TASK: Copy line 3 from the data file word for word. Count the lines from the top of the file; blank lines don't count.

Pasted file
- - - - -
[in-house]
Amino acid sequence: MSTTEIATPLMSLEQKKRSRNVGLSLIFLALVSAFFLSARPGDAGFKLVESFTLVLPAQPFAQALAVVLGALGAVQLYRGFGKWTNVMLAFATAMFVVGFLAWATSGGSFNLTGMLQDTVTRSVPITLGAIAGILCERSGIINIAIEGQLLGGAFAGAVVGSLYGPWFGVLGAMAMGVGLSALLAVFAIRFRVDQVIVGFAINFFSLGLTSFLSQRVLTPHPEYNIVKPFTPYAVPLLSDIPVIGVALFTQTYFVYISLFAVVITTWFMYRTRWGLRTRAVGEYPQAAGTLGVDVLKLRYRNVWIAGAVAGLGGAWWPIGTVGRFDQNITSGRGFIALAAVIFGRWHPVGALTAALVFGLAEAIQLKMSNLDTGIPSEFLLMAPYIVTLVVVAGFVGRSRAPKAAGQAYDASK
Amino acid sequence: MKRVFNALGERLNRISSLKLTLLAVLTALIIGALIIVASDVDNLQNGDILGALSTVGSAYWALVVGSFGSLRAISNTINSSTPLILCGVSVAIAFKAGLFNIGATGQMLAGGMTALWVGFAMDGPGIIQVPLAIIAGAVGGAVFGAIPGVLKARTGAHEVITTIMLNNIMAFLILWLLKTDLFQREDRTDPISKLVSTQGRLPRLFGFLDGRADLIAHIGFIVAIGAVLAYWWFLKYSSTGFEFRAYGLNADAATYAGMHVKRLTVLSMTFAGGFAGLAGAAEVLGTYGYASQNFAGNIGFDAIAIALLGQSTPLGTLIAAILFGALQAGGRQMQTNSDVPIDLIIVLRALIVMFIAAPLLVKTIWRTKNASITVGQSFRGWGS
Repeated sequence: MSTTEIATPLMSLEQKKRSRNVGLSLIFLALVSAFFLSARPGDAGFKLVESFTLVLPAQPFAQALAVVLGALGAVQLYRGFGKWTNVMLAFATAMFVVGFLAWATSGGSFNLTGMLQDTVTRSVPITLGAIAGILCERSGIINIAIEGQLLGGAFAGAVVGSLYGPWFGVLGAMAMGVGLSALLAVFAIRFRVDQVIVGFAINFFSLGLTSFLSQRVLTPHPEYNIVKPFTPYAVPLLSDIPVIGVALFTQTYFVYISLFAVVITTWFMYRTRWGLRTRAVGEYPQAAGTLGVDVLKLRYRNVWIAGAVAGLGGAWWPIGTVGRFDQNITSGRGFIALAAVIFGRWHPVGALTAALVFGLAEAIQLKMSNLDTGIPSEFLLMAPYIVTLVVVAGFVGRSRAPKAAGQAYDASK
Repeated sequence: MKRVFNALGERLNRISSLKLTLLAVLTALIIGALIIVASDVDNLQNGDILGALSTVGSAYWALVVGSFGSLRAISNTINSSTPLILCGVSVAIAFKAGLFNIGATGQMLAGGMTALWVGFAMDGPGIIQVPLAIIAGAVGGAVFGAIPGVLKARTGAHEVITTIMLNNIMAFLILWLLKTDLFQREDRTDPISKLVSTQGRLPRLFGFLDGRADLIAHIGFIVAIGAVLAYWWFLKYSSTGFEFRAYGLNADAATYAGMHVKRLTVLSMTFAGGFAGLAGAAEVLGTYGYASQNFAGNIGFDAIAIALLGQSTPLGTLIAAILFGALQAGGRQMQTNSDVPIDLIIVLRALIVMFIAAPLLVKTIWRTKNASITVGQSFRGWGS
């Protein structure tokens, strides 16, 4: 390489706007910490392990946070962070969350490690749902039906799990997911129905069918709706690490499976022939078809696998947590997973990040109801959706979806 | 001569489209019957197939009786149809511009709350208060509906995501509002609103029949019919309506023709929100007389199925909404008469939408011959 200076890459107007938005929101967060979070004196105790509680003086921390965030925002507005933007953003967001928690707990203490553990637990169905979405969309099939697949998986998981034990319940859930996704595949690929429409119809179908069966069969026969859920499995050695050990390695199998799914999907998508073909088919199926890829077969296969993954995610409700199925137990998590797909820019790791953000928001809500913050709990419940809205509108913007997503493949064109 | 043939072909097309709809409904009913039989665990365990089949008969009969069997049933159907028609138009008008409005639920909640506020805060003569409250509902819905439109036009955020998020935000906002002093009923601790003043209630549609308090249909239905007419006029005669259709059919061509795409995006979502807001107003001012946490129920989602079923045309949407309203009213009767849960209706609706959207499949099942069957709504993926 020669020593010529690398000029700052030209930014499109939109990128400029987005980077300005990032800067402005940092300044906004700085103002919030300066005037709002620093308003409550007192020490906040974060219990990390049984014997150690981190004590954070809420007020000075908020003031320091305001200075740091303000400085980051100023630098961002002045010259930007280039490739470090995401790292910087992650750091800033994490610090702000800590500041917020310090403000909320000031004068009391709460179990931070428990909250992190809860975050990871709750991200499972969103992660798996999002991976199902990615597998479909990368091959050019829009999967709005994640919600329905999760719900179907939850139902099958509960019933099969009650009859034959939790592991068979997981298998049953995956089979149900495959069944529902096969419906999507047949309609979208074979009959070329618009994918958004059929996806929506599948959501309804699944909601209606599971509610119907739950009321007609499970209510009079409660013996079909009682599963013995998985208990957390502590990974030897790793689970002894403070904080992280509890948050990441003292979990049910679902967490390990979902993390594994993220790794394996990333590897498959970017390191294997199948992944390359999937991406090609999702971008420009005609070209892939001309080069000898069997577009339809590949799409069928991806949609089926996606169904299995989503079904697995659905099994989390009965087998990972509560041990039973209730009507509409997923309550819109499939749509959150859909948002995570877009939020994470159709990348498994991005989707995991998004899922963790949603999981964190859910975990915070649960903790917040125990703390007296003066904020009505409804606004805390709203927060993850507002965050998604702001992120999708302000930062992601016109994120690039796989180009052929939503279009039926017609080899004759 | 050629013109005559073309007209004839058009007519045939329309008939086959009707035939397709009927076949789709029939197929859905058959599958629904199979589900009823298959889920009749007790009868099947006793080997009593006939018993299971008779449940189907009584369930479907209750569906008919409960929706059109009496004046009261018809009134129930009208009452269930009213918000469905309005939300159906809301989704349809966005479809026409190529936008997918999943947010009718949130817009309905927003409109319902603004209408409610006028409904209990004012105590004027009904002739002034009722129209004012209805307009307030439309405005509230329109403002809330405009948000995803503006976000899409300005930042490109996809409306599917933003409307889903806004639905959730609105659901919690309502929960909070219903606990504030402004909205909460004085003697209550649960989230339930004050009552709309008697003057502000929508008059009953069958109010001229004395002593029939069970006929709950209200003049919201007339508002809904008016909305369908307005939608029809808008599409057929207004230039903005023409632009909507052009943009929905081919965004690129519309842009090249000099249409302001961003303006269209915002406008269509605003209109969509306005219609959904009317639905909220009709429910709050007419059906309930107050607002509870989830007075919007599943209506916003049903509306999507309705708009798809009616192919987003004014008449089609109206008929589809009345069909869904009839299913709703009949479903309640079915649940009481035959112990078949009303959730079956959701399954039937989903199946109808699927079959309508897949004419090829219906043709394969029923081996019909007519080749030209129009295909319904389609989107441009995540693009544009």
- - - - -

Amino acid sequence: MKRVFNALGERLNRISSLKLTLLAVLTALIIGALIIVASDVDNLQNGDILGALSTVGSAYWALVVGSFGSLRAISNTINSSTPLILCGVSVAIAFKAGLFNIGATGQMLAGGMTALWVGFAMDGPGIIQVPLAIIAGAVGGAVFGAIPGVLKARTGAHEVITTIMLNNIMAFLILWLLKTDLFQREDRTDPISKLVSTQGRLPRLFGFLDGRADLIAHIGFIVAIGAVLAYWWFLKYSSTGFEFRAYGLNADAATYAGMHVKRLTVLSMTFAGGFAGLAGAAEVLGTYGYASQNFAGNIGFDAIAIALLGQSTPLGTLIAAILFGALQAGGRQMQTNSDVPIDLIIVLRALIVMFIAAPLLVKTIWRTKNASITVGQSFRGWGS